China and Russia on Thursday vetoed tougher United Nations sanctions against North Korea, rejecting a US effort to punish Pyongyang for testing an intercontinental ballistic missile.
The resolution enjoyed the support of the 13 other members of the Security Council, although some US allies quietly wondered why Washington went ahead with the vote knowing the unflinching opposition from Beijing and Moscow.
China, the closest ally of North Korea, and Russia, whose relations with the West have sunk over its invasion of Ukraine, both said they would have preferred a non-binding statement rather than a fresh resolution with teeth against Pyongyang.
The United States “should not replace one-sided emphasis on the implementation of sanctions alone. It should also work to promote the political solution,” said China’s ambassador to the United Nations, Zhang Jun.
He warned that sanctions would have humanitarian consequences for North Korea, which recently announced an outbreak of Covid in one of the most closed societies.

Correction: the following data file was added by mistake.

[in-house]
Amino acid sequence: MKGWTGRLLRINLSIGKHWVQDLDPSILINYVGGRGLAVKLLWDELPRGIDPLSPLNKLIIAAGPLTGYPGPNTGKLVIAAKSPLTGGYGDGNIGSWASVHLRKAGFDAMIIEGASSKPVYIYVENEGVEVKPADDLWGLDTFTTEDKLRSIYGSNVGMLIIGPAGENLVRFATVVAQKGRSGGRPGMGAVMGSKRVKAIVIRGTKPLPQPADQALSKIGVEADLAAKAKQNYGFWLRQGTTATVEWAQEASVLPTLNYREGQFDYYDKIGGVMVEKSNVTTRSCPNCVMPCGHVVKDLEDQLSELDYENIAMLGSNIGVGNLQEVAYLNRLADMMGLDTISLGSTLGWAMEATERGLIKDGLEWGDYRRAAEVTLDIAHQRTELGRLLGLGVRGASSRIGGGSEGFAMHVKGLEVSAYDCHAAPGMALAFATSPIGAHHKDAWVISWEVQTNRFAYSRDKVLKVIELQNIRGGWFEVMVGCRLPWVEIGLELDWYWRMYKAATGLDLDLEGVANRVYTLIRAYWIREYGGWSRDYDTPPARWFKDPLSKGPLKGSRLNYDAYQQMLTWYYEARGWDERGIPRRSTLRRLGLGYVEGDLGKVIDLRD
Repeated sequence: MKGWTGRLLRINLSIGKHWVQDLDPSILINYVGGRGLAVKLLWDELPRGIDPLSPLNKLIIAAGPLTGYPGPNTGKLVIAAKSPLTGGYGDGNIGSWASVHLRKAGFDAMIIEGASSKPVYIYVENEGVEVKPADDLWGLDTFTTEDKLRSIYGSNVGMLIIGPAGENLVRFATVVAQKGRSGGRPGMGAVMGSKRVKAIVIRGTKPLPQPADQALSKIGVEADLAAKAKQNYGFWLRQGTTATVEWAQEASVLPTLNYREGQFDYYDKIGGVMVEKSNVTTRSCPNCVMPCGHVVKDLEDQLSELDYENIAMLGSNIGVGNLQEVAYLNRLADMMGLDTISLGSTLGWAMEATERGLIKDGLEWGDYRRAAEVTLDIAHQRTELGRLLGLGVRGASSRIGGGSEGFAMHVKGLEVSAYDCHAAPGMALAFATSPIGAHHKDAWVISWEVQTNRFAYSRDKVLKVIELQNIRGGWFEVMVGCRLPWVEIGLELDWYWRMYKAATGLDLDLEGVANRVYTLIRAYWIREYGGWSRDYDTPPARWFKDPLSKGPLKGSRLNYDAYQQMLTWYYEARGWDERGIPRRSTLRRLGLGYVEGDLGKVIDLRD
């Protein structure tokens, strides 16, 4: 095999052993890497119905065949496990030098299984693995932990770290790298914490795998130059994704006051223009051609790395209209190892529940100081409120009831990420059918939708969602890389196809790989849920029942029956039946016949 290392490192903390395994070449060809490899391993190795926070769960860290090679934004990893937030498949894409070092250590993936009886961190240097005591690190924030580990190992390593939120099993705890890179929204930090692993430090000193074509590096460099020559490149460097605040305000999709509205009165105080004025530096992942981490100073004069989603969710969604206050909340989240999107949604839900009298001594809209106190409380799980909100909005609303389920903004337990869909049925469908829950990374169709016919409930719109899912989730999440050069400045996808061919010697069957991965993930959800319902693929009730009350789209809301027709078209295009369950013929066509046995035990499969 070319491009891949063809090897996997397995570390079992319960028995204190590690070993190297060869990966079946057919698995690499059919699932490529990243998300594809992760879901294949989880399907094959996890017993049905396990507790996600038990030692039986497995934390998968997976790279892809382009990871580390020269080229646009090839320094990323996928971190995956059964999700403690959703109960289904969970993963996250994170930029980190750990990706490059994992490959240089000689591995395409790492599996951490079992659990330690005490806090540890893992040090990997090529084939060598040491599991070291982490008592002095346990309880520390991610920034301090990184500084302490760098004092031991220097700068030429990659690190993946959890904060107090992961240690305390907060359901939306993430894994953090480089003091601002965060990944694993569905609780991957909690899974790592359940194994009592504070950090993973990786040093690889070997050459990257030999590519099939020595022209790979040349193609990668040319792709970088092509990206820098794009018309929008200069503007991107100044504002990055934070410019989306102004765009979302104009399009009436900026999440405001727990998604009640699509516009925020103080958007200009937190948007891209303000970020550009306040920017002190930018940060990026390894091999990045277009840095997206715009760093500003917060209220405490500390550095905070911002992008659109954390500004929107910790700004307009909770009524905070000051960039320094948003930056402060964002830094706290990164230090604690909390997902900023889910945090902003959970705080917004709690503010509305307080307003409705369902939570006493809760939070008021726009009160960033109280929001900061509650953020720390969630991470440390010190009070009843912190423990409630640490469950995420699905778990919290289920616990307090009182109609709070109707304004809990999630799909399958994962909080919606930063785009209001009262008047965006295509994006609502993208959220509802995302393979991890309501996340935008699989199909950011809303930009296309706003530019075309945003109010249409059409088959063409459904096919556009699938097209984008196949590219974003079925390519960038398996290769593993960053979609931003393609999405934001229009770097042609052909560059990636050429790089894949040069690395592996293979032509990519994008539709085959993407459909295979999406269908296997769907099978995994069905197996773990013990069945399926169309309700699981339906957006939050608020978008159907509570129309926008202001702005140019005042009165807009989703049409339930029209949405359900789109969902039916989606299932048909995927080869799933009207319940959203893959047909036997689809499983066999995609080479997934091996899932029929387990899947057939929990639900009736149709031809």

Additional sanctions “will not only not help solve the problem but will lead to more negative effects and an escalation of confrontation,” he said.
Russia’s ambassador, Vassily Nebenzia, accused the United States of ignoring North Korea’s appeals to stop “hostile activity” and engage in dialogue.
“It seems that our American and other Western colleagues are suffering from the equivalent of writer’s block. They seem to have no response to crisis situations other than introducing new sanctions,” he said.
President Joe Biden’s administration has repeatedly said it is willing to speak with North Korea without preconditions.
It has found little interest in working-level talks from North Korea, whose leader Kim Jong Un held three high-profile meetings with Biden’s predecessor Donald Trump.
While offering talks, the United States said that North Korea had clearly violated a 2017 Security Council resolution that called for further consequences if Pyongyang fires a long-range missile.
The US-drafted resolution would have reduced the amount of oil that North Korea can legally import each year for civilian purposes from four million to three million barrels (525,000 to 393,750 tons).
It would similarly cut imports of refined petroleum from 500,000 to 375,000 barrels.